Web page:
CTC warns financial Institutions against colluding

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Southern Times Writer

Harare - The Competition and Tariffs Commission (CTC) has warned Zimbabwe’s financial institutions against conducting illegal colluding activities in the new currency era.

Following the promulgation of Statutory Instrument 142 of 2019, which marked the end of the multicurrency regime where Zimbabwe used a basket of currencies, including the United States dollar, South African rand, Botswana pula and Chinese yuan, the commission welcomed efforts by the Ministry of Finance and Economic Development and the Reserve Bank of Zimbabwe to ensure that they retain full control of efforts to attain economic development of Zimbabwe.

Of interest to the commission are measures taken to ensure the efficient operation of the interbank foreign exchange market.

“Collusive agreements and bid rigging are outrightly prohibited by the Competition Act. Therefore, in light of the new policy measure introduced by Government, and in line with the commission's mandate of promoting and maintaining competition in markets, it would like to warn financial institutions to act independently in determining daily foreign exchange rates.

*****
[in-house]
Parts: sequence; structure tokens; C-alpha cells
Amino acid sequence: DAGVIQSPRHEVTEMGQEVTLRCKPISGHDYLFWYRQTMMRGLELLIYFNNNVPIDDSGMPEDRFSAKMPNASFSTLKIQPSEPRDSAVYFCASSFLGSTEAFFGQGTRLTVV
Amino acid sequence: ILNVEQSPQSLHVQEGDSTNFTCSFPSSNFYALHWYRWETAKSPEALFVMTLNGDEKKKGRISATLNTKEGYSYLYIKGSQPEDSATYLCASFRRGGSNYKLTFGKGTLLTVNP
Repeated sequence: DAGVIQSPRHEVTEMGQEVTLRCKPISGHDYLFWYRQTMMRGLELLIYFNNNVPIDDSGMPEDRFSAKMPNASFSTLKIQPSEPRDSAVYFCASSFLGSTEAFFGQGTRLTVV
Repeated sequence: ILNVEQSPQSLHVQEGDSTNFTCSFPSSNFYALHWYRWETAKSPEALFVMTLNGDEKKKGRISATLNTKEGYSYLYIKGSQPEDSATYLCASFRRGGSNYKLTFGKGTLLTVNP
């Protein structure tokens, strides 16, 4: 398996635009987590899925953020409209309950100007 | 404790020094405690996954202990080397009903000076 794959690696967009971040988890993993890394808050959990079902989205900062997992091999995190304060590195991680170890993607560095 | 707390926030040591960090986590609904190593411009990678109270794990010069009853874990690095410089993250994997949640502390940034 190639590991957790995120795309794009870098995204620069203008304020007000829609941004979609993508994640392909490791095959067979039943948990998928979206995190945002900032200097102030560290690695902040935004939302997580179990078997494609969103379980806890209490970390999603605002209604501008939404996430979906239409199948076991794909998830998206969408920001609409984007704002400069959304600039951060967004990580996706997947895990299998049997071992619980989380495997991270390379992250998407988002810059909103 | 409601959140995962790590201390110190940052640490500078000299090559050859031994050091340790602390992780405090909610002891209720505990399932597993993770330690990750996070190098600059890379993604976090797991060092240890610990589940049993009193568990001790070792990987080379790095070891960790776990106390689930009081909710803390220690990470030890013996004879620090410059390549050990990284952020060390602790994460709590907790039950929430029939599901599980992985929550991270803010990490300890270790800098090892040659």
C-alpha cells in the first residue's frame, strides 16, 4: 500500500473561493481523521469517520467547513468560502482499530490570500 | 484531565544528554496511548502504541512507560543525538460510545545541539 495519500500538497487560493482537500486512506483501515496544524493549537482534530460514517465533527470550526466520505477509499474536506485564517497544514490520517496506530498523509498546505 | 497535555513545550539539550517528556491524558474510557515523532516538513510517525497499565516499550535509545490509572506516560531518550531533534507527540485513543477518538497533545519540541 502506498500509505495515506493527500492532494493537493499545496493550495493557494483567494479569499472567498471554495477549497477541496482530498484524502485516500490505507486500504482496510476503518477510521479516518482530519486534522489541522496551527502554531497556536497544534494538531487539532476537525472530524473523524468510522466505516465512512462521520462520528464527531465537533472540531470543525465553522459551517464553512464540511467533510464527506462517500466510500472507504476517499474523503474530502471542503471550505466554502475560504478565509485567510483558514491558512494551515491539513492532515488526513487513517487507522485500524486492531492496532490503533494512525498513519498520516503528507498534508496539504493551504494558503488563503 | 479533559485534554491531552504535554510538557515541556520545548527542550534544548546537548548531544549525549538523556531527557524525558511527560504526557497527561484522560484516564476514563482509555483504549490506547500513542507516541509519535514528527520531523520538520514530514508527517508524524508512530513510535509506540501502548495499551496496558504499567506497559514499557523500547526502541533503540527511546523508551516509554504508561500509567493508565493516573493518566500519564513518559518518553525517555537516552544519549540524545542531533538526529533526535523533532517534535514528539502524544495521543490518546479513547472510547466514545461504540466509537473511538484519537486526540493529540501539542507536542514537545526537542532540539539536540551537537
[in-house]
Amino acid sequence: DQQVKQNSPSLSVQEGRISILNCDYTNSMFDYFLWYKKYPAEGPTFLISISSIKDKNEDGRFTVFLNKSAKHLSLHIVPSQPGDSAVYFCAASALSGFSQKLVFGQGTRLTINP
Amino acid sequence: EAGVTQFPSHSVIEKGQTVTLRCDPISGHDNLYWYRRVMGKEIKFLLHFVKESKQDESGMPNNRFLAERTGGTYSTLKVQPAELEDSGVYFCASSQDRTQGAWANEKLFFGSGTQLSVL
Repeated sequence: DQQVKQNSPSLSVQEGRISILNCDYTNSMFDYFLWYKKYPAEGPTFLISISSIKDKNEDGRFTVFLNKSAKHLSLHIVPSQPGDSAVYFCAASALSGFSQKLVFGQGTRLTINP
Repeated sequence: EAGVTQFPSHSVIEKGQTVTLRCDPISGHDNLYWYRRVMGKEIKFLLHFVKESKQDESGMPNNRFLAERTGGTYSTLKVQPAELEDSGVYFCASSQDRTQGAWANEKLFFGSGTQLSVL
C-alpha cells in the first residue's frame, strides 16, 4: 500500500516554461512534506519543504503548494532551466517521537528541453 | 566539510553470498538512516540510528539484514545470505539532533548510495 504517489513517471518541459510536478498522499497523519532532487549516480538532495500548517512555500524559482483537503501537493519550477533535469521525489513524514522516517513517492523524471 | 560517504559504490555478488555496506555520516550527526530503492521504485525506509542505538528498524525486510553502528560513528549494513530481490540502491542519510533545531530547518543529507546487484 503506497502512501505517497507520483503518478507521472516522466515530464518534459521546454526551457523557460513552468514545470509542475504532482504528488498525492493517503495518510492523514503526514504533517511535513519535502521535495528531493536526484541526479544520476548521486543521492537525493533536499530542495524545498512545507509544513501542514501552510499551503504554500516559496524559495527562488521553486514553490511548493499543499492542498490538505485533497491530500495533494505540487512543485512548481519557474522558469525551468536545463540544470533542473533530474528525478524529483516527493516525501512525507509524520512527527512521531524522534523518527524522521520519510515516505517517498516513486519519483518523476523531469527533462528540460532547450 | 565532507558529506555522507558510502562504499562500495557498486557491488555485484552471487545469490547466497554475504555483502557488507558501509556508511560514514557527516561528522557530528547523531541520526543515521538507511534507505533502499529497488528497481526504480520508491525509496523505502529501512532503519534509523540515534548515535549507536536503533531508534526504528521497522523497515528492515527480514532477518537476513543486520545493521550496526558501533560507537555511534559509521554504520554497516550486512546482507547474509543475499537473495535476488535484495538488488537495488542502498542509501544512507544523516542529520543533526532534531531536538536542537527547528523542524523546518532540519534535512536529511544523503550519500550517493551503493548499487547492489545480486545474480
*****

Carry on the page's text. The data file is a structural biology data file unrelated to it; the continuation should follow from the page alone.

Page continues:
“The commission will closely watch the behaviour financial institutions to detect any anti-competitive practices and take necessary steps where such anti-competitive conducts are observed,” stated the commission in their half yearly report.

 An assessment of three cases shows that collusion was facilitated by individual traders in charge of foreign currency spots on behalf of their relevant banks.

“They then exchanged sensitive information and trading plans and occasionally coordinated their trading strategies. Sensitive information that was exchanged included the following: outstanding customers' orders (i.e.  the amount that a client wanted to exchange and the specific currencies involved, as well as indications on which client was involved in a transaction), bid-ask spreads (i.e. prices) applicable to specific transactions, their open risk positions (the currency they needed to sell or buy in order to convert their portfolios into their bank's currency), and other details of current or planned trading activities,” said the commission.

 

 

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